Asthma is chronic inflammation of the airways in the lungs which makes the airways prone to episodes of difficult breathing, known as Asthma Attacks. Common triggers include allergies, colds, and exercise. Asthma is controlled by avoiding these triggers when possible and by using medication therapy.
The primary symptoms of asthma are wheezing and coughing, and in children under 5 these can be commonly caused by other conditions, making asthma difficult to diagnose. Also, standard diagnostic testing cannot be used easily or accurately in children under 5 years old. Finally, some treatments available to older children and adults are not available to infants and preschool children.
Asthma Symptoms in Children Under 5
Common asthma signs and symptoms in children under 5 include:
- Wheezing, a high-pitched, whistle-like sound when exhaling
- Trouble breathing or shortness of breath
- A tight, uncomfortable feeling in the chest
The severity and patterns of symptoms may vary in these ways:
- Worsening of symptoms at night
- Short periods of coughing and wheezing between periods of time with no symptoms
- Frequent or chronic symptoms with episodes of worse wheezing and coughing
- Seasonal changes based on prevalent infections or allergy triggers
Asthma symptoms may be triggered or worsened by certain events, for instance:
- Colds or other respiratory infections
- Allergy-causing agents (allergens), such as dust, pet dander or pollen
- Activity or exercise
- In infants, feeding
- Exposure to cigarette smoke or other airborne irritants
- Strong emotional reactions, such as crying or laughing
- Gastrointestinal reflux
- Changes or extremes in weather
Severe asthma attacks can be life-threatening and require emergency room treatment. Signs and symptoms of an asthma emergency in children under age 5 include:
- Gasping for air
- Breathing in so hard that the abdomen is sucked under the ribs
- Trouble speaking because of restricted breathing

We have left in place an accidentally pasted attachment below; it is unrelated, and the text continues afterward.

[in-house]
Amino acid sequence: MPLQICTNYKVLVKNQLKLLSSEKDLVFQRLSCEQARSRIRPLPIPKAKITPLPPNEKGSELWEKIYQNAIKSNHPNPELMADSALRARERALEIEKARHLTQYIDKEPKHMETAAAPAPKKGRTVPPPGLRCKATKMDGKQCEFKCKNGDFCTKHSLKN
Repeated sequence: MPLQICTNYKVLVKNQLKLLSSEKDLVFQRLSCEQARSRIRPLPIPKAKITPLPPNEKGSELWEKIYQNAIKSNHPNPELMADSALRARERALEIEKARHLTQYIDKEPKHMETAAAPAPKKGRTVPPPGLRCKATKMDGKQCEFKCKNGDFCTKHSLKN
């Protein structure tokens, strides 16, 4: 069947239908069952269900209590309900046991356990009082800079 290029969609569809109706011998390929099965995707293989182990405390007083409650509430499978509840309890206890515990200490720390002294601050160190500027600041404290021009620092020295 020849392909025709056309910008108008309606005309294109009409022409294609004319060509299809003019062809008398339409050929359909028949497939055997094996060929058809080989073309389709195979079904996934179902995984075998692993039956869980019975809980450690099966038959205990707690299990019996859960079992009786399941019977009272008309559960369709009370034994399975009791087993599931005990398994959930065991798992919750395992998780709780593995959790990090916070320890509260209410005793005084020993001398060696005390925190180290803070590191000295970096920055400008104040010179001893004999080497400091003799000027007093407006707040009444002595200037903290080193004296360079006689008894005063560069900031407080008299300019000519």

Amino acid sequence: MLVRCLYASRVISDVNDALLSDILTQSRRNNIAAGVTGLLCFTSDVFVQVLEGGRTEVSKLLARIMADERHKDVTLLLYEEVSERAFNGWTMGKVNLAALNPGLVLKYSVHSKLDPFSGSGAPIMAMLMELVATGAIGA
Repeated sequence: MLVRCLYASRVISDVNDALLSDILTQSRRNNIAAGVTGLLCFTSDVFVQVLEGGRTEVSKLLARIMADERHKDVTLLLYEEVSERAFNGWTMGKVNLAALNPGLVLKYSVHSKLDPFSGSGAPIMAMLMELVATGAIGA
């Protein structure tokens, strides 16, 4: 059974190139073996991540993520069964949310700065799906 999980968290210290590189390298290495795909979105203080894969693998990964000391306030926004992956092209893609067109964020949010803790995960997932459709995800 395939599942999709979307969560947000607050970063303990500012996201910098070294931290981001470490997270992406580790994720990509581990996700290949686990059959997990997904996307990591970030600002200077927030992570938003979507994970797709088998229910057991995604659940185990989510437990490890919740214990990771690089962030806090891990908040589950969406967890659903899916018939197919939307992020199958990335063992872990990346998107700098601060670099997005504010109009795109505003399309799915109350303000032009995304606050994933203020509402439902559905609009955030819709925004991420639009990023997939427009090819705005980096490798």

Diagnosis and Monitoring of Asthma in Young Children
Your doctor will ask some of these questions:
- Is there a family history of asthma?
- How often do symptoms occur?
- Does coughing wake your child at night?
- Do the symptoms accompany a cold or are they unrelated to colds?
- How often do episodes of breathing difficulty occur?
- How long do they last?
- Has your child needed emergency care for breathing difficulties?
- Does your child have any known pollen, dust, pet or food allergies?
- Is your child exposed to cigarette smoke or other airborne irritants?
Other tests may include the following:
- Blood test. Your doctor can measure the levels of certain white blood cells that may be elevated in response to infections.
- Chest X-ray. A chest X-ray may reveal changes in the lung when asthma is moderate to severe. It may also be used to rule out other conditions.
- Allergy test. A skin or a blood test may indicate if your child is allergic to a suspected or likely allergen.
If your doctor suspects your young child has asthma, they will most likely prescribe a trial treatment. Trail treatments are meant to test whether asthma is an accurate diagnosis. If you have followed instructions and there is no improvement within the trial period, your doctor will consider another diagnosis.
5 Steps to Asthma Control for Children Under Age 5
Create a written action plan that you can share with family members, friends, preschool teachers, and sitters. Include such things as:
- Your child’s name and age
- Physician and emergency contact information
- The type, dose and timing of long-term medications
- The type and dose of rescue medication
- A list of common asthma triggers for your child and tips for avoiding them
- A system for rating normal breathing, moderate symptoms and severe symptoms
- Instructions for what to do when symptoms occur and when to use rescue medication
Monitor and Record
Keep a record of your child’s symptoms and treatment schedule to share with their doctor. Information you record should include:
- The time, duration and circumstances of an asthma attack
- Treatment responses to asthma attacks
- Medication side effects
- Changes in your child’s symptoms
- Changes in activity levels or sleep patterns
Control Asthma Triggers
Minimize your young child’s exposure to triggers by:
- Cleaning thoroughly to control dust and pet dander
- Checking pollen count reports
- Removing cleaning products or other household products that may be an irritant
- Administering allergy medicine as directed by your doctor
- Teaching your child hand washing and other habits to minimize colds
- Teaching your child to understand and avoid triggers
Pediatric Asthma Specialist in New York
Dr. Mayank Shukla is a pediatric asthma specialist who treats patients with asthma, allergies, and sleep disorders in the New York City area. Dr. Shukla now specializes in the treatment of children with his patient-centered, empathetic approach. Contact Dr. Shukla today to schedule an appointment!